- I wrote a 93,000 word book in 6 weeks, working roughly 9-to-5 every day.
- My trick was breaking my day into hour-long units during which I could only do one of two things: write or stare.
- Between the hour-long units, I would go for a 15-minute walk. After three of them in the morning, I’d take a very long lunch. After two more in the afternoon, I quit for the day.
- A number of studies back this hack up and say taking breaks can actually help you be more creative.
- Visit Business Insider’s homepage for more stories.
A few years ago, I took a leave of absence from work to write a book. The best part about that period of my life is I was my own boss. There was a deadline, but how I spent my days working toward it was up to me.
That was also the most stressful thing about writing a book.
I woke up every morning knowing exactly how many words I’d written, and about how many more I had to go.
Fortunately, I figured out a daily work schedule that helped me write quickly and keep my stress in check.
(Some stress is good, if it’s the kind that keeps you moving toward a goal.)
Here’s how I structured my morning:
- I’d get up at 7:30 or 8 AM. Not too early, not too late. I ate a leisurely breakfast.
- I’d take a 10 or 15 minute walk to a nearby park. I’d listen to a podcast on the way.
- At the park, I’d meditate for 20 minutes.
- Then I’d walk back to my apartment, sit down at a desk and start a timer for one hour.
During that hour – until the timer went off – I allowed myself to do one of two things: write or stare. That meant no looking at my phone, checking email, reading news, or anything else.
If I had to go the bathroom, I allowed myself to pause the timer and go. Then when I sat back down at my desk, I’d start the timer again. Same thing for getting a cup of coffee or a handful of almonds.
After the hour was up, I’d stand up and go on a 15 minute walk around a nearby block. Then I’d come back and do another hour of writing or staring.
(If I ever felt writer’s block, by the way, I had another trick: Scroll up a few pages and revise what I’d previously written. This almost always got me going again.)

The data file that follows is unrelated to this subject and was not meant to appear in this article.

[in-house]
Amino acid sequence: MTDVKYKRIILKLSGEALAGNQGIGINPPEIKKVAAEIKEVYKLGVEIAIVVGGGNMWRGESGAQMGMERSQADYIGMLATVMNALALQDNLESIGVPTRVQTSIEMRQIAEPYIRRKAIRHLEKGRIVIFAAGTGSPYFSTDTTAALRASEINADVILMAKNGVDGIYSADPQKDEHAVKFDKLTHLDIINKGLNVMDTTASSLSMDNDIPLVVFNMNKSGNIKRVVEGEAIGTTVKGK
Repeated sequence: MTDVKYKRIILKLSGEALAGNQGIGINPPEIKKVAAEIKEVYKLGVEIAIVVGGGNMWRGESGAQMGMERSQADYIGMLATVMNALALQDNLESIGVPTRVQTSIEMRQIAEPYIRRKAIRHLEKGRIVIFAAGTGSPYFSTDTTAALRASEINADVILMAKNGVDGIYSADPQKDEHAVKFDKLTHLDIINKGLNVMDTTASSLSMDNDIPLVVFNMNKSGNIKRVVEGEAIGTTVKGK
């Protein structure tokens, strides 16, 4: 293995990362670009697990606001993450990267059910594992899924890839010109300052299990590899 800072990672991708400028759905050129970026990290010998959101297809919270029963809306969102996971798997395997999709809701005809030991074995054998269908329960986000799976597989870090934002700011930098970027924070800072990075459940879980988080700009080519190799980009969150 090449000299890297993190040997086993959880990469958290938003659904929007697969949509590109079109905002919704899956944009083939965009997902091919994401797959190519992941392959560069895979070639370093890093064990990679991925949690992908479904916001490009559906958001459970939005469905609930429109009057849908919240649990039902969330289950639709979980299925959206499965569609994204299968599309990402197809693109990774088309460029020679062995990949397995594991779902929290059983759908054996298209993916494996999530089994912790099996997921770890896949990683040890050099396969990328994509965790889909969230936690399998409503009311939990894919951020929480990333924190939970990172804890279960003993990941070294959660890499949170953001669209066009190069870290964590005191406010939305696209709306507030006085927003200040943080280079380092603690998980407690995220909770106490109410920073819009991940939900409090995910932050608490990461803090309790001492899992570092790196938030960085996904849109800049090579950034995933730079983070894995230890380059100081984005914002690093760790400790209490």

I did three hour units like this every morning. Then I would go to lunch. I’d walk somewhere nearby and eat lazily, reading and relaxing over my food. Then I would go on another walk to the park and walk home. Lunches usually lasted about 1.5 hours.
Then I’d head back to my desk, and start two more hour units to finish the day – unless I hadn’t reached 2,000 words written for the day. If I hadn’t, I would then do one more hour unit. Even if I didn’t reach 2,000 words after that, I would call it quits. I was usually done right around 5pm.
At night I would totally relax. I was trying to write a sharp narrative, so I watched a lot of movies and TV shows with good plots. I quit drinking all alcohol as my deadline approached and found my thinking sharper and daily word counts higher. (I have since returned to drinking some!)
It turns out this work-hard-in-chunks strategy wasn’t unique to me. It’s similar to the popular Pomodoro Technique, where you write or perform a task for 25 minutes and take a 5 minute break.
I thought the reason this hack worked so well for me was that, even in the midst of a tough working stretch, I always felt like a short break was near – and that a really long break wasn’t far away at all. Later though, I read about a couple of studies that show interrupting work with some exercises, like a quick walk, makes you more productive and creative.
Georgia Tech organizational psychologist Howard Weiss calls these intense work periods "performance episodes," or a distinct period of time where you intensely focus on the task at hand. And the the default mode of the brain is actually to wander, so it can be healthy to carve out times to let it (and also, to restrain it).
My book-writing routine might not work for everyone!
Paul Graham, founder of startup accelerator program Y Combinator, talks about how most bosses are on "manager schedules," with their days broken up constantly by back-to-back meetings. Then there are "maker schedules" for creators like writers or engineers, who often require full, uninterrupted half days to get anything done. Many Insider Inc. writers operate like this.
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